An intersectional perspective on sex/gender groups can help health reporters to focus more on social groups in specific situations. These can, for example, be women with a migration background, men with disabilities, unemployed women or other groups in life circumstances that might have a negative impact on their health. An important goal of intersectionality is to promote the empowerment of social groups through their participation in research or policymaking. For health reporting, this can mean that underrepresented perspectives are made visible and the communities in question are included in decision-making processes. In this way, relevant topics can be identified more easily, existing data can be better classified and interpreted, and the results can be communicated in a non-discriminatory way.
Many social groups are self-organised, e.g. through counselling centres, self-help groups, clubs or social associations. The participation of such organised civil society stakeholders has a comparatively low threshold access to more participation, as these institutions can bring the knowledge and interests of affected groups into the processes of research, health reporting and policymaking. The following challenges for the participation of civil society stakeholders and suggestions for PHMR practice have been identified by the AdvanceGender project team.
I. Considering the heterogeneity of a social group
II. Shaping specific forms of participation
III. Taking scarce resources (funding, time, staff) into account
The challenges and suggestions for the participation of civil society stakeholders formulated here are based on leading scientific discussions on sex/gender-sensitive and intersectional health research and reporting, on original research and a desk review. In addition, the expertise of scientists, health reporters and civil society representatives was included in a structured way. A Delphi survey showed a high level of agreement with the recommendations developed by the project team. For the area "participation of civil society stakeholders in health reporting", civil society stakeholders made important suggestions that should be taken into account during implementation.
First, participation is always a complex process. It offers the opportunity to jointly develop topics together with the social groups that are being reported on. Time and financial resources must, however, always be factored in to ensure success. Some experts noted that given the limited resources of PHMR, this may not always be feasible to the extent suggested in our recommendations.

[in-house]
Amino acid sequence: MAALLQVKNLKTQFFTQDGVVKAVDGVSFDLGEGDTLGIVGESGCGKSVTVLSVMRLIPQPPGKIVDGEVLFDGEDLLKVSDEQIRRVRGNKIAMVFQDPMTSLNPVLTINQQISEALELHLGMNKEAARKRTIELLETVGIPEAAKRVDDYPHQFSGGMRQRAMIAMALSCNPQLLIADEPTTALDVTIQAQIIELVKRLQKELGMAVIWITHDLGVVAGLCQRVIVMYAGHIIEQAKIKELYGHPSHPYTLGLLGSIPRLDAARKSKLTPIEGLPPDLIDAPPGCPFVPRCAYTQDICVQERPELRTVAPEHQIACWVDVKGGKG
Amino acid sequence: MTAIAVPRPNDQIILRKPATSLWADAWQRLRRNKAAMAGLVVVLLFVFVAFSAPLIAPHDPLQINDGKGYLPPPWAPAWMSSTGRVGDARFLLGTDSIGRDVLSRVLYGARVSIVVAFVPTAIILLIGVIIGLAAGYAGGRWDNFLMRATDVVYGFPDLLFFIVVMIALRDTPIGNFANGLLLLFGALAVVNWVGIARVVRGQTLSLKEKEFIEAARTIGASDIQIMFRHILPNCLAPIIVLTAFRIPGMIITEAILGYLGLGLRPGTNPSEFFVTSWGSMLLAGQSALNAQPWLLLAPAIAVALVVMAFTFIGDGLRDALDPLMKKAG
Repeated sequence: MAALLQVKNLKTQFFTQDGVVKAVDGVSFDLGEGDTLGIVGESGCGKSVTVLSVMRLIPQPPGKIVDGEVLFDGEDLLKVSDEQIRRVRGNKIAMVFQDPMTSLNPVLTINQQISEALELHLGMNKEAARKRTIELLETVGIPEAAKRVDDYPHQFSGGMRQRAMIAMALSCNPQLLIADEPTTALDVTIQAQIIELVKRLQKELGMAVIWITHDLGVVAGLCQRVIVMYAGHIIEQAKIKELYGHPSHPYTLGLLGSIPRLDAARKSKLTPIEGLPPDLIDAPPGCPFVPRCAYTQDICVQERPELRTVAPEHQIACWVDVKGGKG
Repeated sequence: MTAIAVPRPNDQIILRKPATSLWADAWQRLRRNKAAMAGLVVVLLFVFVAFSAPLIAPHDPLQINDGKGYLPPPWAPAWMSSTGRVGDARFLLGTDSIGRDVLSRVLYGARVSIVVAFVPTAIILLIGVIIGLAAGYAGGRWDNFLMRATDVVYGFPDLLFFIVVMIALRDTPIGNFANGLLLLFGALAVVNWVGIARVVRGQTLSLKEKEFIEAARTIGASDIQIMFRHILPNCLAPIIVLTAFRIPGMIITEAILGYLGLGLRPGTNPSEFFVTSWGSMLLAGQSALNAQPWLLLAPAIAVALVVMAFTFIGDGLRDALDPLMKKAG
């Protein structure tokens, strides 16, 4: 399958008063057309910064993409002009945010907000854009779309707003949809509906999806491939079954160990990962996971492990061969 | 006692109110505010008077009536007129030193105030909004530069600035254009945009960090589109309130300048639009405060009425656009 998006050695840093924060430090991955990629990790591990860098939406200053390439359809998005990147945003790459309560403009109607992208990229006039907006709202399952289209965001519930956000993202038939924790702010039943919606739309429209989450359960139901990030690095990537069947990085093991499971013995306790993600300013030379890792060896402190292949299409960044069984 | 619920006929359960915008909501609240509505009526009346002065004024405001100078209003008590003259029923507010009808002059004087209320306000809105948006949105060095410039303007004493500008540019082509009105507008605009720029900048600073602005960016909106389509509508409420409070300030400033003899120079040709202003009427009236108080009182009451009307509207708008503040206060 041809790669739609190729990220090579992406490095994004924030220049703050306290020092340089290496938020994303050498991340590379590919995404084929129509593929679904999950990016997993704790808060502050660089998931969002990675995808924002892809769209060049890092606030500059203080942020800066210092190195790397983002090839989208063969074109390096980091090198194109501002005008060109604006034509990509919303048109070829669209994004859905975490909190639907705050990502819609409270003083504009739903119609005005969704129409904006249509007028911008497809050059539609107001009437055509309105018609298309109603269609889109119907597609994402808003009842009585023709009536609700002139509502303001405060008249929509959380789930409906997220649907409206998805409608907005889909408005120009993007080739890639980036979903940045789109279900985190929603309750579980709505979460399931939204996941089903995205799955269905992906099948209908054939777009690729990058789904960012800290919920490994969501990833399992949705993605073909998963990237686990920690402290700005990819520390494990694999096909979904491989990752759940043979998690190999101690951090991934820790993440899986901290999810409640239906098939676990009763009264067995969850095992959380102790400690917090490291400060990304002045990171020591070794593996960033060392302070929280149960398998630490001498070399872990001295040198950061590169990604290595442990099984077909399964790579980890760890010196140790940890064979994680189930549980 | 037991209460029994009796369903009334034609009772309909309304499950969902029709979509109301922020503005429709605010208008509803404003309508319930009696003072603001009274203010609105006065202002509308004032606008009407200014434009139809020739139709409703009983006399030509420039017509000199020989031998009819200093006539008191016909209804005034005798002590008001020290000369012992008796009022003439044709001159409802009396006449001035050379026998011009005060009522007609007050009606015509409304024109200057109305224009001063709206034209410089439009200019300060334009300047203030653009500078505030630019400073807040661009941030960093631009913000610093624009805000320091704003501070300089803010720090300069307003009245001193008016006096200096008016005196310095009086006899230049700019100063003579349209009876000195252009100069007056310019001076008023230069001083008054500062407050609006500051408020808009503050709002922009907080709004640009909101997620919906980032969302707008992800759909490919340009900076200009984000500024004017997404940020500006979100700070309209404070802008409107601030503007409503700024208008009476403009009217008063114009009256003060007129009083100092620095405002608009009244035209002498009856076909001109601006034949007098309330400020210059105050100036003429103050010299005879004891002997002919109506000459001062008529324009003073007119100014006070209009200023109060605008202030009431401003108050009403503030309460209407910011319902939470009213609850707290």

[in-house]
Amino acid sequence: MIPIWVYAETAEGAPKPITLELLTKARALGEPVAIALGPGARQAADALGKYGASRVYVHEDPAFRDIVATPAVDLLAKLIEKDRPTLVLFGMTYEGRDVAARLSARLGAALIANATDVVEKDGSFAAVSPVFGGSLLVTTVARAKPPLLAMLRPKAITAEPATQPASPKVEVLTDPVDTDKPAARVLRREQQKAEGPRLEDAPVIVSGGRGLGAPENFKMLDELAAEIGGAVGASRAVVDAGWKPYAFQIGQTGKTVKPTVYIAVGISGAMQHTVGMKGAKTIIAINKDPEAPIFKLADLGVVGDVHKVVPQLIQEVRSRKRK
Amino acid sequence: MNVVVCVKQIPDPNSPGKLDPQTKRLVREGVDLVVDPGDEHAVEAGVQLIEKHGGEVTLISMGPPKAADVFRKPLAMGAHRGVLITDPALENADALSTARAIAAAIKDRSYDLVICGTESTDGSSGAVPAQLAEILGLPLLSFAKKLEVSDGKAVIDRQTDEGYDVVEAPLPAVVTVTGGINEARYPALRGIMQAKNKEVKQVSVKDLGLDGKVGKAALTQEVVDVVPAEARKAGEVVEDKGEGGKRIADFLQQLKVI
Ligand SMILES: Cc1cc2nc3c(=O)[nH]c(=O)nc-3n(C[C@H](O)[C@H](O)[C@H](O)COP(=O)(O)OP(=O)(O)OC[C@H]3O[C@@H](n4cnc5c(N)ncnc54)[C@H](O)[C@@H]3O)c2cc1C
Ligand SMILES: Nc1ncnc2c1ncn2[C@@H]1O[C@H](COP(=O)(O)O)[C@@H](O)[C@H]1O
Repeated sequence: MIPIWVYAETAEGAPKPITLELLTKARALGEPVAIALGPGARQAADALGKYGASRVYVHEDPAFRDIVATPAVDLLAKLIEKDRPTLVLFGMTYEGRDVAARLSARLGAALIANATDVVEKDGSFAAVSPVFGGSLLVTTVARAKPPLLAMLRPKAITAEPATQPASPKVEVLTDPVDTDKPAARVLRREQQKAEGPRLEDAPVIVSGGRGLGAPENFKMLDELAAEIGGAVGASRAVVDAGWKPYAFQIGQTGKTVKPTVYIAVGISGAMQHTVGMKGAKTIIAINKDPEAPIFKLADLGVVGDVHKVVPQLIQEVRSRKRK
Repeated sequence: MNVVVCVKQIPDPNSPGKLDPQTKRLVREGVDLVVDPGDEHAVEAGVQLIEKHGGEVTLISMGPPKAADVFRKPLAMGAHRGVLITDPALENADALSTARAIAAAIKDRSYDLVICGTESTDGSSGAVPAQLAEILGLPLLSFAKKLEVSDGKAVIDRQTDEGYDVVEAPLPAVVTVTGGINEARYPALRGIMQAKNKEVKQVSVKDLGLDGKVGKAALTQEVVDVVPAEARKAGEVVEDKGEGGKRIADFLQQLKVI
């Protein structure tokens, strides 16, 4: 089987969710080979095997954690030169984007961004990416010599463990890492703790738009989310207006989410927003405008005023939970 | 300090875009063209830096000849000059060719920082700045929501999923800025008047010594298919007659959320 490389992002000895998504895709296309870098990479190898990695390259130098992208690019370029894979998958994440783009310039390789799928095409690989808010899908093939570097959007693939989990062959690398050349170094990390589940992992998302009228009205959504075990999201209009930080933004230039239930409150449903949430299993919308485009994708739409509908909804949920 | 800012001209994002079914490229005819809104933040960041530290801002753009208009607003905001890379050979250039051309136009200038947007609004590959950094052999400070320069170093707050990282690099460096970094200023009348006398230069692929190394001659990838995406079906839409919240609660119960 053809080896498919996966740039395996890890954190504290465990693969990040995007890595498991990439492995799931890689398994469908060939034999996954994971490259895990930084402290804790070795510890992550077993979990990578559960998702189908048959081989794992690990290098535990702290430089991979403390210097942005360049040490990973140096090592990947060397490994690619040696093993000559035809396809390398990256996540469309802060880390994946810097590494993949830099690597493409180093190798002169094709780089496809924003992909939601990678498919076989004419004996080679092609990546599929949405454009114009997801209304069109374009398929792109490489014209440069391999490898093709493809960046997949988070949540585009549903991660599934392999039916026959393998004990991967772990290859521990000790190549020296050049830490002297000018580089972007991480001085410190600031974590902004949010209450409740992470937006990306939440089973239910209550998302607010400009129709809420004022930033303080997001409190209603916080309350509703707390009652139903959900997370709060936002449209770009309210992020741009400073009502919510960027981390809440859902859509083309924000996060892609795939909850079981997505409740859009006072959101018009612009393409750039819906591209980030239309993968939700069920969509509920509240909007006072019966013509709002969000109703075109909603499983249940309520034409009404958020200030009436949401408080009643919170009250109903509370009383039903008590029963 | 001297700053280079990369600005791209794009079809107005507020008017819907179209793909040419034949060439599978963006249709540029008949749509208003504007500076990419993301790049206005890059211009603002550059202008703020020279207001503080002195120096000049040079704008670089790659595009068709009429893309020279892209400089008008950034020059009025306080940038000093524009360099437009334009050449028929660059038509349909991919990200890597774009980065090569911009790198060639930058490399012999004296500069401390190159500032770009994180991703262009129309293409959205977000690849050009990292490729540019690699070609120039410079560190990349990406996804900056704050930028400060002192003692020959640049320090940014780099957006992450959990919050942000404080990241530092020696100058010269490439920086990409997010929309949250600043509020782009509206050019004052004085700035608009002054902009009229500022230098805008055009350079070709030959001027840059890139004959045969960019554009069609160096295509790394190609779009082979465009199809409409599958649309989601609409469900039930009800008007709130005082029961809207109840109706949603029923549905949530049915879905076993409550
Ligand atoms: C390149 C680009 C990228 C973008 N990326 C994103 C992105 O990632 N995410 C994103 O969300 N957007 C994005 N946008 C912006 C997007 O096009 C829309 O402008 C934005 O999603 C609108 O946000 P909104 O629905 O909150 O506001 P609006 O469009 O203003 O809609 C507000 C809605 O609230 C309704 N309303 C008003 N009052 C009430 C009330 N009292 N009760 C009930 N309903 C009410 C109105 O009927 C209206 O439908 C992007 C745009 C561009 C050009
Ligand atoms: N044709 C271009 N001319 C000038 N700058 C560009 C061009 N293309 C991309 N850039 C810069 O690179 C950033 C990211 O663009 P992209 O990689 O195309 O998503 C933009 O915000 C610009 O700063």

Second, increasing participation is not equally relevant for all areas of PHMR. A typical area of application concerns targeted reports on specific social groups; participation may be less appropriate for standard reports focusing on the general population.
Third, the role of civil society stakeholders was critically reflected upon. It was pointed out that they often do not fully represent the heterogeneity of social groups and that the exclusion of other perspectives is unavoidable. This limitation should, if possible, be made visible.
Finally, quite a few commentators had reservations about PHMR actively advocating on behalf of disadvantaged groups. While health inequities need to be highlighted, PHMR should nonetheless try to remain politically neutral.
This document was retrieved from the AdvanceGender website (www.advancegender.info).
Kathleen Pöge, Alexander Rommel, Sarah Strasser, Anke-Christine Saß, Franziska Prütz, Anne Starker (RKI) on behalf of the joint project AdvanceGender
Suggested citation: Pöge K, Rommel A, Strasser S, Saß AC, Prütz F, Starker A. Participation of civil society stakeholders in health reporting. In: AdvanceGender Study Group (ed.). Suggestions for sex/gender-sensitive and intersectionality-informed research and health reporting; 2022. (www.advancegender.info)
Corresponding authors: Kathleen Pöge (PoegeK@rki.de), Alexander Rommel (RommelR@rki.de)
Version: 1.0 (Date: 24.01.2022)